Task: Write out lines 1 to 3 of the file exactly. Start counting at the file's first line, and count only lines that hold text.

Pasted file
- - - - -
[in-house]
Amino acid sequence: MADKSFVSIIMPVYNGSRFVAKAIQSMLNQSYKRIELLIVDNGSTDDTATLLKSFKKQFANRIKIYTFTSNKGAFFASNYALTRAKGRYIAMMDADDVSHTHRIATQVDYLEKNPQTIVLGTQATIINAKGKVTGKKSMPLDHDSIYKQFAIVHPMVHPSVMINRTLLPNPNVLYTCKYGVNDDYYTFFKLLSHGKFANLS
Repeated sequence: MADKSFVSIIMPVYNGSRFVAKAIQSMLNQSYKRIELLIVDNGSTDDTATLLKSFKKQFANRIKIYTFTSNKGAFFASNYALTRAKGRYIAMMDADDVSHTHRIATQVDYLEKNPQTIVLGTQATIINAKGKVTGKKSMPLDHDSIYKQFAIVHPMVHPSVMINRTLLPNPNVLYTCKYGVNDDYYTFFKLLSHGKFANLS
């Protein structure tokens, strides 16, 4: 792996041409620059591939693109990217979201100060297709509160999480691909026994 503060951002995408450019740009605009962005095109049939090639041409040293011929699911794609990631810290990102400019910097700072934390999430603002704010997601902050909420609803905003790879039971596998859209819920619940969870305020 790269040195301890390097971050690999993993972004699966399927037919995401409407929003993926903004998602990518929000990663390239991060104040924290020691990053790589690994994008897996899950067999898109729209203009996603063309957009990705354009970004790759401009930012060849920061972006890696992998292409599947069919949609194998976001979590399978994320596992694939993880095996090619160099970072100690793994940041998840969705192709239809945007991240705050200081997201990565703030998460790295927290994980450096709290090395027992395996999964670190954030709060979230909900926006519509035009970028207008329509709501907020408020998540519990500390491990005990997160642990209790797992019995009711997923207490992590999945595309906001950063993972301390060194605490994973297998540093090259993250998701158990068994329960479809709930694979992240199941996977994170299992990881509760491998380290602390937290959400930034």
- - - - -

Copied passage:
[in-house]
Amino acid sequence: MADKSFVSIIMPVYNGSRFVAKAIQSMLNQSYKRIELLIVDNGSTDDTATLLKSFKKQFANRIKIYTFTSNKGAFFASNYALTRAKGRYIAMMDADDVSHTHRIATQVDYLEKNPQTIVLGTQATIINAKGKVTGKKSMPLDHDSIYKQFAIVHPMVHPSVMINRTLLPNPNVLYTCKYGVNDDYYTFFKLLSHGKFANLS
Repeated sequence: MADKSFVSIIMPVYNGSRFVAKAIQSMLNQSYKRIELLIVDNGSTDDTATLLKSFKKQFANRIKIYTFTSNKGAFFASNYALTRAKGRYIAMMDADDVSHTHRIATQVDYLEKNPQTIVLGTQATIINAKGKVTGKKSMPLDHDSIYKQFAIVHPMVHPSVMINRTLLPNPNVLYTCKYGVNDDYYTFFKLLSHGKFANLS